Constitutional expert Ned Franks summed up quite effectively what occurred in Canada:
The Conservatives were governing with the support of less than 40 per cent of the electorate. Nevertheless, they mounted an astonishingly speedy and successful anti-coalition public-relations campaign.
They had only seven days to do this, between the government's disastrous fiscal update of Nov. 27 and Mr. Harper's meeting with the Governor-General. While the anti-coalition campaign was filled with misrepresentations and half-truths, it worked brilliantly. Public opinion turned formidably.
Among the half-truths and outright misrepresentations was the claim that the coalition would be an "illegitimate" government while Mr. Harper's government was "legitimate." Neither he nor his party mentioned that more than 60 per cent of Canadians had voted against them.
Normally Canadian prime ministers work toward encouraging national unity and a common sense of purpose among Canada's French and English populations. Not so Mr. Harper in this political dogfight. His rhetoric was the most anti-Quebec, and by inference anti-French, of any major party, let alone a government, of at least the post—Second World War period. Perhaps, having failed to increase his support there in the election, he felt it expedient to abandon Quebec and appeal to the latent hostility toward bilingualism and Quebec in his political heartland of the west. Perhaps his party's polling had indicated that this line of attack was a winner outside Quebec.Just a reminder.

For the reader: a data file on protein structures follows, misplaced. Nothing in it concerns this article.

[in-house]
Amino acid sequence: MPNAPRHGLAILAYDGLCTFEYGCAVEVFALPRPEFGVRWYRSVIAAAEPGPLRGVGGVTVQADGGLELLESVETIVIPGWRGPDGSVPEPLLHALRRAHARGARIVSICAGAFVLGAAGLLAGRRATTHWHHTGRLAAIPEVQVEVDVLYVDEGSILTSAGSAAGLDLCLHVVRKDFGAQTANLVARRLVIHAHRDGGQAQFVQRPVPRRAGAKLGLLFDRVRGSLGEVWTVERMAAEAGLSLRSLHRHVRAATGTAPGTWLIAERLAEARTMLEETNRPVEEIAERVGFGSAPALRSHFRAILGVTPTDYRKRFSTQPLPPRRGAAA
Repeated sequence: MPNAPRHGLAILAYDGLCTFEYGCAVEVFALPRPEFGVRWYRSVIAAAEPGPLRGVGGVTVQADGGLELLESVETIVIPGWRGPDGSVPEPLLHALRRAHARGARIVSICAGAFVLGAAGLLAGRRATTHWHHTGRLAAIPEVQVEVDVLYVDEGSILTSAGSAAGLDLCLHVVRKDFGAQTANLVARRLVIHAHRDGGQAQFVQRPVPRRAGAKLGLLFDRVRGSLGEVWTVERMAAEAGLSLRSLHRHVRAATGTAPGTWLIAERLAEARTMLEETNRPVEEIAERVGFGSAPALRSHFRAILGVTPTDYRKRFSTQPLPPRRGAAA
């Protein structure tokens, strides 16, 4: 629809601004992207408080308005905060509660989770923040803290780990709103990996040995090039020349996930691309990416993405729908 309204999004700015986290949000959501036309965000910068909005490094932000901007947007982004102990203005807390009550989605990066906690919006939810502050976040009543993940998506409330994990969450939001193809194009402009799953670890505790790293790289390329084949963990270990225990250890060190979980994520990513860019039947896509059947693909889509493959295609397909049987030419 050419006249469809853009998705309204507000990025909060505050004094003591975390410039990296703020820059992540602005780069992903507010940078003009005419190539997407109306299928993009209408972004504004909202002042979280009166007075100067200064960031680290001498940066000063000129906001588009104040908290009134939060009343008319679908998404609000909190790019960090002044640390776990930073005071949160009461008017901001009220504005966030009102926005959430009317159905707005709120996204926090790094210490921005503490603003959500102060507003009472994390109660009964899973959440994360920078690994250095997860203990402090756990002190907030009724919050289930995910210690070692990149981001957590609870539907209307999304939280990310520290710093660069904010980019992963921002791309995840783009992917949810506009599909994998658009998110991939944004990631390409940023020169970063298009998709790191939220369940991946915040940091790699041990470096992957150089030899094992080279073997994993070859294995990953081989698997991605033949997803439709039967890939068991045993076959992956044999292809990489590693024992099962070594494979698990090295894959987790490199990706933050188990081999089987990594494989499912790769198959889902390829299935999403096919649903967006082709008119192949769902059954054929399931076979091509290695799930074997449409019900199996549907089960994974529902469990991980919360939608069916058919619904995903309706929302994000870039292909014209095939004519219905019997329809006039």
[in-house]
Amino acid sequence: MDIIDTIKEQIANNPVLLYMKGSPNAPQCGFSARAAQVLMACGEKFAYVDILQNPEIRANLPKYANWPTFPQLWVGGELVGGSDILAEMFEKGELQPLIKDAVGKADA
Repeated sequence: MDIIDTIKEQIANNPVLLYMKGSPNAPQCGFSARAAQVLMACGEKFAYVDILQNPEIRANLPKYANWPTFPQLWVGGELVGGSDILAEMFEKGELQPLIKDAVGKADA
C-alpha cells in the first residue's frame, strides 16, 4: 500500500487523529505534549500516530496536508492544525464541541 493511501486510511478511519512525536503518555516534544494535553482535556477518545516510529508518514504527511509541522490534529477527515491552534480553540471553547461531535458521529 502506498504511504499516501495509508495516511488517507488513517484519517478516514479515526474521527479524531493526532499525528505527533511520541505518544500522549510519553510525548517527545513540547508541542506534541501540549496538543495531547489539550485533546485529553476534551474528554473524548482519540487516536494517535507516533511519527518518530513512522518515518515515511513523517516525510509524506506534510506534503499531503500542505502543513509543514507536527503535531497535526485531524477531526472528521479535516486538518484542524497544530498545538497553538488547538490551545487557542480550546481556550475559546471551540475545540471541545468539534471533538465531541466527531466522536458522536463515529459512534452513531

Regardless, there was no doubt that Mr. Harper's inflammatory and tendentious rhetoric was stunningly effective in mobilizing public opinion against the proposed coalition. The opposition parties and their leaders seemed unable to counteract it.
(h/t Canadian Cynic)